KD: Oh that is nice. That is a great idea.
CP: Now the running theme through your cookbook and throughout much of your work is the sustainability, the support for local farmers and ecological living. If you could tell us more about this theme and how you worked it into Tasting the Seasons?
KD: I grew up eating food that was bought from the local farmers and from small, independent shops and my mother would turn that into delicious meals. So it inspired me to do the same.
CP: I know exactly what you mean because that is the way I grew up. My mother would know everyone by name at the local farm stand or fish market. That was the way it was growing up. Everything was fresh and most of it was grown locally, so you bought it at its source.
Now given your background and how you have devoted yourself to supporting the local farmers and eating organic, a lot of people think this is going to cost more money or be more difficult to adopt a more natural preparation of food. Would you like to talk a little bit about this misconception?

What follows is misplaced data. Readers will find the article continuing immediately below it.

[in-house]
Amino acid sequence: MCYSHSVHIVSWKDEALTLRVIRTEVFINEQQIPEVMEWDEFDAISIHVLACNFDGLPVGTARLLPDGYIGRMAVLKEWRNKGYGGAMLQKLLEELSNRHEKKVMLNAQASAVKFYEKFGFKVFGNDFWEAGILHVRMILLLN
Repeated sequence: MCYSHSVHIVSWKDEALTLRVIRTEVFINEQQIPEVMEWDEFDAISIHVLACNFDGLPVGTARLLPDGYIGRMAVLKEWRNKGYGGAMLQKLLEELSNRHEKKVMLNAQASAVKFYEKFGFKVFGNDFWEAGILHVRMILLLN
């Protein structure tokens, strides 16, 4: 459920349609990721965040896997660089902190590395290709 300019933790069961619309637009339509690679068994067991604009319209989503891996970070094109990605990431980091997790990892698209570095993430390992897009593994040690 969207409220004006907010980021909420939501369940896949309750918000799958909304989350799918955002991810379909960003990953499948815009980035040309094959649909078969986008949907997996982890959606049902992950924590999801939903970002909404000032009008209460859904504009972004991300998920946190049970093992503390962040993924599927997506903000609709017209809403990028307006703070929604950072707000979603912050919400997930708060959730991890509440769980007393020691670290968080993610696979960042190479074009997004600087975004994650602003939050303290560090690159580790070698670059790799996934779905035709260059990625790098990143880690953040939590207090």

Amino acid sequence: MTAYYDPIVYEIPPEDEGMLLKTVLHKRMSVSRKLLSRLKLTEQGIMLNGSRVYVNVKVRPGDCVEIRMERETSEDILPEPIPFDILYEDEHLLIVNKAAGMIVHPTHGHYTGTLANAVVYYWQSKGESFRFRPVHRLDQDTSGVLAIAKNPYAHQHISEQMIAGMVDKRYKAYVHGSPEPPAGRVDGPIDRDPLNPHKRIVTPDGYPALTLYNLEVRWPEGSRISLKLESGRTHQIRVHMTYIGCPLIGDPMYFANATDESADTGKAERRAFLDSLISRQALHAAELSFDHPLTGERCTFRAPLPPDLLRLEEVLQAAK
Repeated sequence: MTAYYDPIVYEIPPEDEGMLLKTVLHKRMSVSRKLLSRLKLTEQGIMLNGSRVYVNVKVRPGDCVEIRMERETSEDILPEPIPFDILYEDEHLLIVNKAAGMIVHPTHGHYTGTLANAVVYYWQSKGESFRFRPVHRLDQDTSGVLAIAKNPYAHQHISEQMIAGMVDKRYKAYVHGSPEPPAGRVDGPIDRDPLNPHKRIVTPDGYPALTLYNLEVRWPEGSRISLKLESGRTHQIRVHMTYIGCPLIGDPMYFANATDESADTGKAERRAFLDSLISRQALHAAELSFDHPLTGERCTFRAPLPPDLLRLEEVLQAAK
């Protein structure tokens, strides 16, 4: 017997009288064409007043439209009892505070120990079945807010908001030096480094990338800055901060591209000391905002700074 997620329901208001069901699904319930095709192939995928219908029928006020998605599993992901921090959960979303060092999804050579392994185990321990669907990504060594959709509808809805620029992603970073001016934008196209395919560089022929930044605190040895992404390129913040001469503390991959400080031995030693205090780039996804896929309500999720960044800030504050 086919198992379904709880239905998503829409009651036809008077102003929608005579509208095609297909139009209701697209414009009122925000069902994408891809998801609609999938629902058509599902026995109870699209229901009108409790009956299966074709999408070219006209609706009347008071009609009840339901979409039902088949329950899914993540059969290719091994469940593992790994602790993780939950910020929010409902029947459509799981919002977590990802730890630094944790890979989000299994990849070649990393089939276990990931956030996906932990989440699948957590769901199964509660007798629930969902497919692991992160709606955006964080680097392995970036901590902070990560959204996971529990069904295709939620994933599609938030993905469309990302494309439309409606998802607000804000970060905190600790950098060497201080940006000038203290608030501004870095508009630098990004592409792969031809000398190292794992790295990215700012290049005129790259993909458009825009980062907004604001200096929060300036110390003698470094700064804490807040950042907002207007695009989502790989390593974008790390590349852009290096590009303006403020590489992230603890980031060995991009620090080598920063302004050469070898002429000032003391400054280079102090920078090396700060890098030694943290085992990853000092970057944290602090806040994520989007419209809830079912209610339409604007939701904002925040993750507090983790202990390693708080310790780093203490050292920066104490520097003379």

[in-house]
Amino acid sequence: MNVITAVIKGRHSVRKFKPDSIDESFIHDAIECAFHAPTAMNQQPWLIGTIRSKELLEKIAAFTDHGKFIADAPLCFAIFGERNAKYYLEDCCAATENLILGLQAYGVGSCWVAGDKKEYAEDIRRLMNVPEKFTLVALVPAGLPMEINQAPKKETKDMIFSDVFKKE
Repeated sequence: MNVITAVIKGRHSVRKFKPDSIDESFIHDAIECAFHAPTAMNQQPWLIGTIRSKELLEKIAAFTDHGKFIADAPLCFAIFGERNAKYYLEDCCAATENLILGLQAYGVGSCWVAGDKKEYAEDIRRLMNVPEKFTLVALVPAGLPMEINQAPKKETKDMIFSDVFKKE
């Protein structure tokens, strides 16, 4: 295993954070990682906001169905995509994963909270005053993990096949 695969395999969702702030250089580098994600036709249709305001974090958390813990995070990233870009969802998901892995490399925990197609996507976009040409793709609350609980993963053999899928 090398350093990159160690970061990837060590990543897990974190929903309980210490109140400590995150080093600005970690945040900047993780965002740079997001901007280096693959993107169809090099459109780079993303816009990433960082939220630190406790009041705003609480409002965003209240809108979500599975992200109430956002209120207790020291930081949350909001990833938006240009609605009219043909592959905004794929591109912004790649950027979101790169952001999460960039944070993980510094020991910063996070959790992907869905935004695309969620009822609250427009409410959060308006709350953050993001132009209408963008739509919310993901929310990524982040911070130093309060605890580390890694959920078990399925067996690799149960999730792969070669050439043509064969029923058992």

KD: Of course. For example, asparagus is much more expensive right now than Brussels sprouts, and while you might be more drawn to buying asparagus because it seems to be a popular food, it has traveled probably 5,000 miles to get to you and it has lost a lot of its nutritional content along the way, and it is not in season.
I equate it with celebrating Christmas in May. If you are eating something that is not in season, then you will be paying more for it. However, if you buy local – ingredients that don’t have to travel for miles, and if your buy seasonal produce, then eating naturally and organic will not be expensive.
CP: That is a great point, and I agree with you. Right now, the price of berries are so expensive compared to when you buy them during the warmer months when they are in season and grown here locally.